On July 10, 2023, Ben McAdams died peacefully at home, in Moline, Illinois, following a fall.
He was born on October 19, 1928, in Aledo, Illinois, to Helen Duncan McAdams and Francis McAdams, the fifth of five children. The family moved to Rock Island, Illinois, where Ben spent most of his life. He graduated from Rock Island High School, attended Cornell College, received an undergraduate degree from Marycrest College, and a master’s degree from Truman State University.
Ben married Marlene Mercer on March 2, 1950. They had six children: Benton (Victoria), Scott, Len Harriss (Joel), Sam (Hazel), Patrick, and Driesst; twelve grandchildren; 13 great-grandchildren, and three great-great-grandchildren. Ben was preceded in death by his parents, first wife Marlene; brothers Forrest and Richard McAdam, sister Barbara Westberg; sons Benton and Patrick; grandchildren Lyndsay and Zack McAdams, and great-granddaughter Devon Cunningham. He is survived by his beloved wife, Lois, and his one-hundred-year-old brother Mac.
Visitation is 1:00 to 4:00 p.m. Sunday in the Horizon Room at Trimble Funeral Home at Trimble Pointe, 701 12th Street, Moline, Illinois. Funeral services are 11:30 a.m. Monday, July 17, at First Lutheran Church, Moline, with The Rev. Dan Witkowski officiating. Memorials may be made to Cornell College or First Lutheran Church. Because Ben did not enjoy wearing a suit, sport jacket and tie, please feel comfortable leaving yours at home, if you wish, when attending the visitation and/or funeral.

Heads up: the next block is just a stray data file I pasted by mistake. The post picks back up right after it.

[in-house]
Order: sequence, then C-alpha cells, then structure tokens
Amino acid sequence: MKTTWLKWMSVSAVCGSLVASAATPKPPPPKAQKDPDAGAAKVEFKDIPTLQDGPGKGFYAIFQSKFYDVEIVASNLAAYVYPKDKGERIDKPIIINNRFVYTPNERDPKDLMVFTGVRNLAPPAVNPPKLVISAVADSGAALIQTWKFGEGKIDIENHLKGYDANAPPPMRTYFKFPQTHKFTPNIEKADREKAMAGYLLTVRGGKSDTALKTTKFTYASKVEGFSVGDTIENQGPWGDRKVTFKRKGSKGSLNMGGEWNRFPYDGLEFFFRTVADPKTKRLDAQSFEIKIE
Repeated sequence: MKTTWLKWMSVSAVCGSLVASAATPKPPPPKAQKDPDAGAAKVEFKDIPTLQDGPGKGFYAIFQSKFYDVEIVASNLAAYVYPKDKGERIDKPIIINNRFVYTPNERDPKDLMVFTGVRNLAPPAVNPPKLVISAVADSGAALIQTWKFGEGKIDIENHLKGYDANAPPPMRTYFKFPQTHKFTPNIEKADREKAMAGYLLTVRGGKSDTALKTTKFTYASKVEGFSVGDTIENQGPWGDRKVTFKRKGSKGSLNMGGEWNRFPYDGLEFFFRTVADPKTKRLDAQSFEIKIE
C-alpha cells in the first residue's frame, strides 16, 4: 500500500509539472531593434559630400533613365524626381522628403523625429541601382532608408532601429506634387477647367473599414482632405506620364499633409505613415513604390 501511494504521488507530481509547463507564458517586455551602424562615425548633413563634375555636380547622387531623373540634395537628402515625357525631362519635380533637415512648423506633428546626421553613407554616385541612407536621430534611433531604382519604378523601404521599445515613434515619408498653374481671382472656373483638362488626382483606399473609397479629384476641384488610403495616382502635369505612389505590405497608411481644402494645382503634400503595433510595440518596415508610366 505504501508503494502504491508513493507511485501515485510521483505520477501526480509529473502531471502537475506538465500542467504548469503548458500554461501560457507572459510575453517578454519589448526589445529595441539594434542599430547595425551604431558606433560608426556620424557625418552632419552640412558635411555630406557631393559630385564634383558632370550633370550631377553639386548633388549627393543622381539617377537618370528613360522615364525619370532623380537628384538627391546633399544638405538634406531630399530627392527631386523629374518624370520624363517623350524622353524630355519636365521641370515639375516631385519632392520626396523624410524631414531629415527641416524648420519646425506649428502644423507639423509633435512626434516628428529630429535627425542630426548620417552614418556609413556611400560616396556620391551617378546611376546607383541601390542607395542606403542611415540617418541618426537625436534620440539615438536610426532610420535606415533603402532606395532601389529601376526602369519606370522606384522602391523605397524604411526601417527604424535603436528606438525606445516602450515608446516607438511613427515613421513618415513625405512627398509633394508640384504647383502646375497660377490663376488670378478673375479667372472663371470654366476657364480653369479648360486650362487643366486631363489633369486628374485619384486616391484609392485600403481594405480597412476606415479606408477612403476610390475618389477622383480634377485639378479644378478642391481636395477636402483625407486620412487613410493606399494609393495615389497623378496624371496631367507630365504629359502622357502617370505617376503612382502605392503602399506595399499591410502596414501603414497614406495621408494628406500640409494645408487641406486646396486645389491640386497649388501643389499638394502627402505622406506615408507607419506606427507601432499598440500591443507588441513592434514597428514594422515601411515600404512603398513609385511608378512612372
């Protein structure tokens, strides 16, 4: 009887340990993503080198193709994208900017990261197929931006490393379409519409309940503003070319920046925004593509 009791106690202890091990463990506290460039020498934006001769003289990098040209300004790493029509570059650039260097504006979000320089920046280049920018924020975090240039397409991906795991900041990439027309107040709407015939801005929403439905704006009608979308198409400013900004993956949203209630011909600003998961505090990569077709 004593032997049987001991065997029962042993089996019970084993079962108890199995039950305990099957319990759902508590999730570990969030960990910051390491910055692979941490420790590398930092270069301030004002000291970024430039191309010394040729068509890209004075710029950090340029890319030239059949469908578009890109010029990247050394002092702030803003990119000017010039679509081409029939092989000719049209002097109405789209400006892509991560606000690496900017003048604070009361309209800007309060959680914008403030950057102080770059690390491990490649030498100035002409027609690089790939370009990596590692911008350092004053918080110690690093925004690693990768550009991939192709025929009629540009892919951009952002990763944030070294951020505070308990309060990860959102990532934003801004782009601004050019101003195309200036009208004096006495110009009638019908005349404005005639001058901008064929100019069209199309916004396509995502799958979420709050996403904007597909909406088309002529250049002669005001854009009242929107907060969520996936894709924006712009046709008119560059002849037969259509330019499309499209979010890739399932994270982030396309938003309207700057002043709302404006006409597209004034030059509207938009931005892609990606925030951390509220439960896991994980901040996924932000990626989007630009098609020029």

Now that the basic facts are out of the way, it is time to try to sum up the life of Ben McAdams. He was Dad, Papa, Bennie Boy, Bennie and Ben to family and friends. For simplicity, we’ll refer to him as Ben. If our talented writer brother, Benton, were still with us, he would have written this obituary and captured the essence of our father succinctly and beautifully. In his absence we will do our best.
At age nine, in 1937, Ben began a lifelong history of tireless hard work and service. In addition to going to school, he delivered newspapers and collected the weekly fee until 1943. When he saw the December 8, 1941, headline regarding the Japanese attack on Pearl Harbor, he ran his entire four-mile route because he did not know where Pearl Harbor was and feared the enemy was behind every tree. During his paper route years, he also worked picking and weeding fruits and vegetables at local truck farms and gardens. While weeding beets at five cents a row, he realized he could work more rows if he just knocked off the weed tops with his toes. When discovered, he liked to say, “I was out of business.” While still in high school Ben worked at Chippiannock Cemetery digging and un-digging graves; he would return there for work several times over the years, enjoyed visiting there throughout his life and will be interred there.